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Posts Tagged ‘Education’

Art Education

Tuesday, June 19th, 2012

We think of books, pen, friends, teachers, and the assembly ground when we recall our school days. But everything else which once upon a time was just as important to us hardly comes within the area of our imagination. Have any of us thought why this happens? The answer would perhaps be “no”. Is it because we are made to believe that only textbooks are meant to value and everything else is of no worth? Well, sad but true, most of the people think schools are made to provide only bookish knowledge. Children are sent to the schools just to get elementary education. But schools impart so much other knowledge to its pupils. One of them is art education. Art education serves to encourage the imagination level of students. Many students themselves do not know about their hidden qualities. Art education in schools helps them try their hands at it so that they can discover the artist hidden inside them. One who is good in art absorbs everything regarding art irrespective of whether it is a lesson about a famous painter or a sponge-painting project.

Art education involves drawing, painting, weaving, fabrics, sculpture, pottery, and design in jewelry, etc. computer art, photography, design, etc. are included in contemporary topics of art. The first art schools were set up in Greece in the 400 B.C. Formal training took place in art studios during the period of Renaissance. In the 18th century Europe design got a lot of priority over the fine arts with the schools of design. Earlier art education used to be imparted to the children, youth and even adults in museums, recreation centers, social service agencies, local art agencies and even places of worship.

Art has a history spread throughout the world. It is admired but not only one but many nations and for a very long period. In the United Kingdom, Prince Albert created the schools of Art. Later, Prince Charles had created “The Prince’s Drawing School” in Hoxton to save the teaching of academic drawing or painting. The Dutch Art Teachers Association in 1880 founded Art education in schools in The Netherlands. In fact, their improvement of Art was reflected in their magazine which was brought out in 1881. The famous painter, Maarten KrabbĂ© changed the whole educational landscape with his books on how to impart education to the children by using their free expression.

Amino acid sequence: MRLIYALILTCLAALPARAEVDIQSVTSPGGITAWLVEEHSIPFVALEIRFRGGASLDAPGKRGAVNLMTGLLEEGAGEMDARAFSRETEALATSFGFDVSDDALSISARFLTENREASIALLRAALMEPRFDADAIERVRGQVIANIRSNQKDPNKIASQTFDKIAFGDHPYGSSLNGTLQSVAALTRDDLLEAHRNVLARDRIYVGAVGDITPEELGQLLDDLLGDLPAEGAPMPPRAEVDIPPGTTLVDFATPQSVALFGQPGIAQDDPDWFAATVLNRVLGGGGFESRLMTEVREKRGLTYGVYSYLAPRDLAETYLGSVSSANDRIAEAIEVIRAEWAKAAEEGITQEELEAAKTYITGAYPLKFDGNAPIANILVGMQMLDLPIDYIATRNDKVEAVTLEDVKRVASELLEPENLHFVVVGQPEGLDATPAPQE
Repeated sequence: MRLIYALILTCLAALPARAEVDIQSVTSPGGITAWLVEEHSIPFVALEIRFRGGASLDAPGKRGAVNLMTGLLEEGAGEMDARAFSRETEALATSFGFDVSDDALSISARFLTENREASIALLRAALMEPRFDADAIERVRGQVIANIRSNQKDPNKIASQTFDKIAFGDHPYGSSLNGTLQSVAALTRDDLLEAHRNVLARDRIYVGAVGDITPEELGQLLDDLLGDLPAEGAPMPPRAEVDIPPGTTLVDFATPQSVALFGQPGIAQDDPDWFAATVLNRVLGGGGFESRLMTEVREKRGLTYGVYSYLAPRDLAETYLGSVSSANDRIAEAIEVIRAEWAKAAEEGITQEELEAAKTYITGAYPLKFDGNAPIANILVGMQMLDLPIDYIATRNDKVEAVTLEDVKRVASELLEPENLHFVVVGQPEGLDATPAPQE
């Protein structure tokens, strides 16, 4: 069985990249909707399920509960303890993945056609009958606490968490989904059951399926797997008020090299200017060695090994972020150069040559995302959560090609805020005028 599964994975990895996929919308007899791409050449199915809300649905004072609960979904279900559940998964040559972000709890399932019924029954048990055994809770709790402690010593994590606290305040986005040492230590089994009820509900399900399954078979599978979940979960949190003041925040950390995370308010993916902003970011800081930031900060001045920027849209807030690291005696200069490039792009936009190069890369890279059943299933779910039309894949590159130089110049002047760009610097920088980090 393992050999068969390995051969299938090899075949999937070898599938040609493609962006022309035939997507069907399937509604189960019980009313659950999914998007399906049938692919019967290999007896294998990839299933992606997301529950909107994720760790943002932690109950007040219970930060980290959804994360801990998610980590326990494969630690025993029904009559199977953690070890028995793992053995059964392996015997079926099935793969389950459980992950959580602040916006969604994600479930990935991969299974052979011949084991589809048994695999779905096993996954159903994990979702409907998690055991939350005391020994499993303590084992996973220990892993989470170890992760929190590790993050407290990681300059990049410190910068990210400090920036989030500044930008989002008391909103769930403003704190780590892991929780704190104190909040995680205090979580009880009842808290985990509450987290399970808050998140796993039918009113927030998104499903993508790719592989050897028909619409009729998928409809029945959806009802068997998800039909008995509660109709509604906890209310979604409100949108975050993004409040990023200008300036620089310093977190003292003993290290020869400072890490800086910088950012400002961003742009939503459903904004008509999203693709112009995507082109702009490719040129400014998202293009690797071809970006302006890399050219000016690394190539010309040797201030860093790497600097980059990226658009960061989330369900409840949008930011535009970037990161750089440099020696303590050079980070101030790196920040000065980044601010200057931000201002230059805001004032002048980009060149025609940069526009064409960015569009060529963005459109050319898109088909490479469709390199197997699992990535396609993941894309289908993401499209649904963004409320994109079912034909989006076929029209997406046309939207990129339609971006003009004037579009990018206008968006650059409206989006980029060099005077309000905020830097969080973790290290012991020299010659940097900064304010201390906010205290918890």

Art Education and Child Development

Wednesday, April 4th, 2012

Most parents know that giving a child crayons and a coloring book is great way to occupy a kid for a few hours. What many do not know is what an important role art plays in a child’s development. In recent years a multitude of studies have been made available that link art education to a variety of important aspects of childhood learning. Art education has been linked to increased creativity, development of problem solving skills and better communication skills just to start. The skills that can be developed through art education are skills that last a lifetime and can benefit a child into adulthood regardless of what career path that child may choose. Understanding the importance of art education will allow this often undervalued development tool gain momentum in main stream education programs.

The first thing that comes to mind for most people when thinking about the relevance of art is the development of creativity. Creativity is an important skill that can be nurtured though art education for children of all ages. Despite popular belief, creativity is relevant to more than just a child’s artistic ability. A creative child will use that skill in all areas of life from problem solving to communication. All of which is needed in everyday learning situations from math and science to reading. The goal of education is to prepare children for their adult life, creativity and problem solving skills are a valuable asset at all points in a person’s life. Many people tend to think that only artists need to be creative but what about the child who is able to come up with a creative solution to resolve a math or science question. It is the child who can resolve problems through reasoning as oppose to memorization that excels in the school setting. These same skills come in handy later on in life when that child finally enters the workforce.

An increase in ability in the areas of problem solving skills, creativity and communication directly translates to better learning in all areas of education. As more people begin to understand the relationship between art and learning hopefully the number of art related programs in schools will increase. There tends to be more focus on learning the skills associated with reading, writing, math and science. Increasing awareness about the role art education plays in developing these skills is a step in the right direction. This will help society create an education program that provides the best learning environment for our children and will in turn create more productive individuals later in life.